Davis-Taylor suggested that brands and retailers ask themselves the following questions:

  • Would I engage with this brand personally? Why?
  • Does this strategy amplify or add value to my brand? How?
  • Would I take five minutes out of my day and participate in this campaign? What emotional currency am I creating with this strategy?

Additionally, to ensure that marketing and engagement strategies are relevant, retailers need to clearly identify target customers and their preferred social channels.

“Companies need to understand what channels their customers are using most frequently,” said Omer Minkara, Senior Research Analyst of the Contact Center and Customer Experience Management Practice at Aberdeen Group. “You may build a Facebook fan page but then find your consumers are using Twitter more frequently.”

Minkara recommended that retailers tap surveys, focus groups and other voice of the customer (VoC) programs to establish a baseline of “understanding where your consumers want to interact with your firm. These programs can help you understand what your customers prefer.”

However, merchants also should consider the value of specific social channels. For example, Instagram is a valuable network for retailers to give consumers a “behind-the-scenes” look at their brand, while Twitter is a valuable service channel.

“You have to determine what problems you’re trying to solve,” said Kyle Wegner, Associate Director of Digital Strategy at The Integer Group. “For the majority of brands and retailers, there’s a place in the world for most social platforms. Each site can solve a different problem for an organization.”

Tying Social Engagement To Brick-And-Mortar Sales

In June 2013, Facebook started supporting hash tags, which offered users a new way to track conversations about trending topics. The development also gave retailers a new opportunity to create hash tag campaigns that spanned across three key channels: Facebook, Twitter and Instagram.

“Within the last year it has become easier for brands and retailers to create cohesive social campaigns,” Wegner said. “You used to have to decide where to push people. Were you going to do a Facebook program, or an Instagram and Twitter program? If it was Facebook, you couldn’t use hash tags.”

Now that hash tags are universal, retailers can use a single tag for several social channels, which makes it easier for consumers to share insights and retailers to collect and track feedback, Wegner added. “You don’t have to make a choice for your shopper anymore.”

Retailers can refer to hash tags and other social feedback to keep a pulse on customer sentiment. By integrating this feedback with CRM data, retailers can create a comprehensive picture of individual customers and their unique shopping journeys.

Retail “Leaders” are more likely to incorporate social media into their CRM initiatives, according to Aberdeen Group research. As many as 40% of business “Leaders” incorporate social media touch points into their CRM and/or customer experience management initiatives, compared to only 26% of “Followers.”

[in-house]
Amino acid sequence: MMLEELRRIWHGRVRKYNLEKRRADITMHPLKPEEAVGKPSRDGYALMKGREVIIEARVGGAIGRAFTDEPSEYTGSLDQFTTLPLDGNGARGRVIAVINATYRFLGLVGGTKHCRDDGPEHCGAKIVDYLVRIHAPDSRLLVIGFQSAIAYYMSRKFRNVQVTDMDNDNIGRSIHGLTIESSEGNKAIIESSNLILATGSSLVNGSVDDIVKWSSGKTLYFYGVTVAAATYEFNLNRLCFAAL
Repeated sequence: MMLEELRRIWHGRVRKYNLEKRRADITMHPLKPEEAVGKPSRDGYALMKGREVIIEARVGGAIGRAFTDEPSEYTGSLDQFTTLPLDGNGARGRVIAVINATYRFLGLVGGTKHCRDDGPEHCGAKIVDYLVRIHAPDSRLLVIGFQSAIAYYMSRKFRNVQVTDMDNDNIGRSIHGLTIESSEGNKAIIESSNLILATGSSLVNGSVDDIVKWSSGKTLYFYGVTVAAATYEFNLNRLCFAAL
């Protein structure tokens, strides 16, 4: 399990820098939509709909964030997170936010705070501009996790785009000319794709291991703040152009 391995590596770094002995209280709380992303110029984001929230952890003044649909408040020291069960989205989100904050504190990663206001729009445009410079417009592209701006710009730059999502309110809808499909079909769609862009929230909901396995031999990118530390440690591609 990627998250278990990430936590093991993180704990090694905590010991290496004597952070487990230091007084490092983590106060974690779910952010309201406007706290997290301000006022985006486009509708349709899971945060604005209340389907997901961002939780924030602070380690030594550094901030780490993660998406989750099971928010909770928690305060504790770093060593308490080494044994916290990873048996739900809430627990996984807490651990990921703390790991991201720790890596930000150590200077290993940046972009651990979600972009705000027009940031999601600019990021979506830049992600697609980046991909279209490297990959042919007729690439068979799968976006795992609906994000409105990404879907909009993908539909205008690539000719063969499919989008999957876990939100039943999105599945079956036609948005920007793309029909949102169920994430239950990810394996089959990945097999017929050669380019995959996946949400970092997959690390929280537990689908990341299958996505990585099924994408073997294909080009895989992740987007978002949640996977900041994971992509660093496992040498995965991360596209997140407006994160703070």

In the report, titled: Social Powers Activate: Engineering Social Engagement To Win The Hidden Sales Cycle, Aberdeen also indicated that progressive organizations leverage “active listening,” which “combines social media monitoring with an infrastructure of action.”

Key capabilities of active listening include: 

  • Monitoring social channels for content and mentions specific to the company (70%);
  • Identifying key social influencers in a market for engagement (55%); 
  • Identifying and prioritizing social posts for engagement (45%); and 
  • Identifying customer advocates for outreach and engagement (42%). 

If a customer references a brand, product or service on social media, a retailer can “then attribute that feedback to a specific customer record in the CRM system,” Minkara explained. Tying social data with different types of account data, such as credit card information, then allows retailers to  attribute the customer record in the CRM system with their in-store purchase. By using technology tools such as customer analytics, companies can then map out the entire journey and see what particular activities encouraged buyers to visit their store and contributed to them making a purchase.” 

Loyalty programs also can help close the loop between social feedback and in-store purchases.  

“One of the challenges of social media is that it is somewhat individual agnostic,” noted Bob Heaney, Principal Analyst of the Retail/Wholesale Markets and e-Commerce Practice at Aberdeen Group. “If a shopper goes to a retailer’s Facebook or Pinterest page, the company can get information about his or her general interests and what they’re doing on that site. But unless it’s tied to a loyalty program and a customer is opted in, you don’t have the intelligence into who that person is and you can’t see what they’re doing differently over time. Additionally, if behavior or supplemental activity is initiated via mobile or social devices, retailers may not be able to link the specific device-level activity back to a 360-degree view of an individual consumer across all omnichannel points of engagement.”

This article is Part 1 of the two-part feature on Integrating Social Media And The Brick-And-Mortar Experience. Part 2 will be published in the May 20 newsletter.